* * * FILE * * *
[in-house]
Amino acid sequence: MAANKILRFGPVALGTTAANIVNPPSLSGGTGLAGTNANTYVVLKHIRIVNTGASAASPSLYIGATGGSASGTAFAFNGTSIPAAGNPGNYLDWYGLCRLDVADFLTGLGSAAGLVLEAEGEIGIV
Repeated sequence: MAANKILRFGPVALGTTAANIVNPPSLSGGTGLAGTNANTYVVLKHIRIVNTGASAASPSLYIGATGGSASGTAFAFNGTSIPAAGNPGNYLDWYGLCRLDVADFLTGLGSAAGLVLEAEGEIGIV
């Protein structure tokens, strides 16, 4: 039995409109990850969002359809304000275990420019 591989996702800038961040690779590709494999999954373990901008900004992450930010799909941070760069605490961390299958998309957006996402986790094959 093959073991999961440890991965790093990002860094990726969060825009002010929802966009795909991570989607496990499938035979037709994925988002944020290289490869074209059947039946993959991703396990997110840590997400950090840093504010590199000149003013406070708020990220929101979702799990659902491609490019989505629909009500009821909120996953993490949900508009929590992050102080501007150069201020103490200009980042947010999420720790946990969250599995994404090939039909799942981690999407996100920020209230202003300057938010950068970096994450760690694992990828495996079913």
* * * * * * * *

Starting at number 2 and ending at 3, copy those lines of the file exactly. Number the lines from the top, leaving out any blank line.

Amino acid sequence: MAANKILRFGPVALGTTAANIVNPPSLSGGTGLAGTNANTYVVLKHIRIVNTGASAASPSLYIGATGGSASGTAFAFNGTSIPAAGNPGNYLDWYGLCRLDVADFLTGLGSAAGLVLEAEGEIGIV
Repeated sequence: MAANKILRFGPVALGTTAANIVNPPSLSGGTGLAGTNANTYVVLKHIRIVNTGASAASPSLYIGATGGSASGTAFAFNGTSIPAAGNPGNYLDWYGLCRLDVADFLTGLGSAAGLVLEAEGEIGIV